Late last year, Bill Gates announced his mission to build the "Next Generation Condom." The Bill and Melinda Gates Foundation had a contest for inventors, designers and manufactures to create a new and improved condom that would increase sensation and make use easier. The theory is that if we increase condom pleasure and ease of use, more people will use them.
We have seen traditional condom companies introduce products in different textures, sizes and varieties for many years. We've seen studded condoms, sensitive condoms, thin condoms, large condoms, flavored condom, etc. We also know that when used correctly, condoms are 98 percent successful at preventing pregnancy and disease transmission. However, we still find ourselves with alarming new rates of HIV infections, an increase in certain STIs and a high number of unwanted pregnancies, especially amongst younger people. According to the Guttmacher Institute, 15-24 year-olds represent only one-quarter of the sexually active population, yet they account for nearly half (9.1 million) of the 18.9 million new cases of STIs each year. A sexually active teen that does not use contraceptives has a 90 percent chance of becoming pregnant within a year.
So for all the improvements in condoms, and all the bells and whistles that come with them these days, are we really getting to the root of the problem? No. Innovation is not a replacement for education. As the founder of b condoms, a socially-responsible condom company that works to promote education and prevent STIs and unwanted pregnancies among multicultural millennials, I see firsthand how the lack of education detrimentally impacts communities. A glimpse of those realities can be seen in the latest CDC (2011) report, where over 47 percent of high school students said they'd had sex at least once; 15 percent of them said they'd had four or more sexual partners in their lives; and only 60 percent of sexually active high school students said they used a condom the last time they had sex. The solution to those statistics has to be addressed in the context of comprehensive education, not mere manufacturing innovation. There is a lack of education amongst teens regarding the proper use and appropriateness of condoms.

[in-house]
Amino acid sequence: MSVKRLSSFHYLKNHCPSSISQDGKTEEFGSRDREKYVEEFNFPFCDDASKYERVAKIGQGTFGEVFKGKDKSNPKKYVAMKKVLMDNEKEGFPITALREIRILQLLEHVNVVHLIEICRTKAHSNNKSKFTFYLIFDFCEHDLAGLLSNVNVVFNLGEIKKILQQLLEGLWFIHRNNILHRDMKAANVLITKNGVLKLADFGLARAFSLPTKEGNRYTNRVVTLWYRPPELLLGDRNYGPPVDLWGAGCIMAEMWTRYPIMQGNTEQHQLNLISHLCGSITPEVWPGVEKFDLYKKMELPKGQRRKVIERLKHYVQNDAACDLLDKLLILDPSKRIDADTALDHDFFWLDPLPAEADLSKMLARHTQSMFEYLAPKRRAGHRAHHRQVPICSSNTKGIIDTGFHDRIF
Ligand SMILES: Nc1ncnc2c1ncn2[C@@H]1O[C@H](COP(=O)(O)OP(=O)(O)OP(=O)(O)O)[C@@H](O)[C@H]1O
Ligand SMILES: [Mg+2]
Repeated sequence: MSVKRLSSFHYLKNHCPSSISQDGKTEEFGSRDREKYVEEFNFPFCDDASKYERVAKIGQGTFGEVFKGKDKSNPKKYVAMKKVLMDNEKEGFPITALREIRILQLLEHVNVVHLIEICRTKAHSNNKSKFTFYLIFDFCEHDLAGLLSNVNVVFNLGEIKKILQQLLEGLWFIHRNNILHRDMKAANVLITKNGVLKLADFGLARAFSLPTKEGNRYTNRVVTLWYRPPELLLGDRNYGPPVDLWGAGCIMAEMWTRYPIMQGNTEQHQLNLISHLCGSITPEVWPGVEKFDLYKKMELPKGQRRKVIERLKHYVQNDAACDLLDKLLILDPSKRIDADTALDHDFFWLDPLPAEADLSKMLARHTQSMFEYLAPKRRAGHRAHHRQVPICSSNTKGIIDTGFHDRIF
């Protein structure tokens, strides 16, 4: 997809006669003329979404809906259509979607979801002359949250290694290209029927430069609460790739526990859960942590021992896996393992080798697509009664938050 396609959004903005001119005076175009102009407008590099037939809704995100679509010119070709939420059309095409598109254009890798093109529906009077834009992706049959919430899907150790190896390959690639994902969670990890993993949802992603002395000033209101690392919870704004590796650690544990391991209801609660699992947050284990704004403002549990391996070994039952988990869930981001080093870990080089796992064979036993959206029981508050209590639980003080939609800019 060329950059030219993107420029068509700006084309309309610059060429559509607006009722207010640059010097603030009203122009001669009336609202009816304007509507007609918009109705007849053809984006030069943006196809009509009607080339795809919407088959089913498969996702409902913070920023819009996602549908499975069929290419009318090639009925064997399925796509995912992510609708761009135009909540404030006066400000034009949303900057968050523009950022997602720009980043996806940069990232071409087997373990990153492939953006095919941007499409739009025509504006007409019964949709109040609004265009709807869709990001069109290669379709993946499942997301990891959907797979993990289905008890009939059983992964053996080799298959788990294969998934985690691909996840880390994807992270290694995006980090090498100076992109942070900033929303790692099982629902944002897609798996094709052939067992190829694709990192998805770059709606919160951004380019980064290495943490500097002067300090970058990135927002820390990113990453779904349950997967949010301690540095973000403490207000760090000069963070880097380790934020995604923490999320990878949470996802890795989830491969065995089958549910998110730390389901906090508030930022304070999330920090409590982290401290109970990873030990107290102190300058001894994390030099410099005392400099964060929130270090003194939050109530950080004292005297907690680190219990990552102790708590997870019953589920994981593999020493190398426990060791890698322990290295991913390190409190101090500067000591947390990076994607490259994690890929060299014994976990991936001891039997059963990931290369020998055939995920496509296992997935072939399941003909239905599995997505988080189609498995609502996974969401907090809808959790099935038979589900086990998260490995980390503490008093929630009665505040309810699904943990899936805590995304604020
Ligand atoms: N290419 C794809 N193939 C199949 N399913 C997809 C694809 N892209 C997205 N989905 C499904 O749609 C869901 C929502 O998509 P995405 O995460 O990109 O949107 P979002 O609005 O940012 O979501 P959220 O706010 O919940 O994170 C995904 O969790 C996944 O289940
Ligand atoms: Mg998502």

In its latest study, the American Academy of Pediatrics (AAP) outlined much of what should be included in our education as we plan for the "next generation." From their report:
- Pediatricians and other clinicians should actively support and encourage the consistent ad correct use of condoms as well as other reliable contraception as part of anticipatory guidance with adolescents who are sexually active or contemplating sexual activity. The responsibility of males as well as females in preventing unintended pregnancies and STIs should be emphasized.
- Schools should be considered appropriate sites for the availability of condoms because they contain large adolescent populations and may potentially provide a comprehensive array of related educational and health resources. Training of youth to improve communication skills around condom negotiation with partners can occur in school-based settings.
- Pediatricians and other clinicians should actively help raise awareness among parents and communities that making condoms available to adolescents does not increase the onset or frequency of adolescent sexual activity and that use of condoms can help decrease rates of unintended pregnancy and acquisition of STIs.
- Pediatricians and other clinicians should provide and support parental education programs that help parents develop communications skills with their adolescent children around prevention of STIs and proper use of condoms.
- Restrictions and barriers to condom availability should be removed, given the research that demonstrates that increased availability of condoms facilitates use. Beyond retail distribution of condoms, sexually active adolescents should have ready access to condoms at free or low cost where possible.
b condoms has partnered with a number of small non-profit organizations to provide this type of comprehensive approach to education, prevention and testing. Many of these organizations are encouraged by Gates' participation in the fight, but wish that he understood that innovations in condoms means little to groups of people who lack the understanding as to why they need them in the first place.
Still, we are encouraged by Bill Gates' decision to join the community of condom advocacy. His participation in the discussion has sparked an important conversation about this topic. However, as the conversation continues, and we move into discussing new ideas for next generation condoms and work to implement strategies to increase condom usage, let's not forget that educating young people about "the birds and the bees" is still one of the most powerful weapons in the fight against poverty and disease.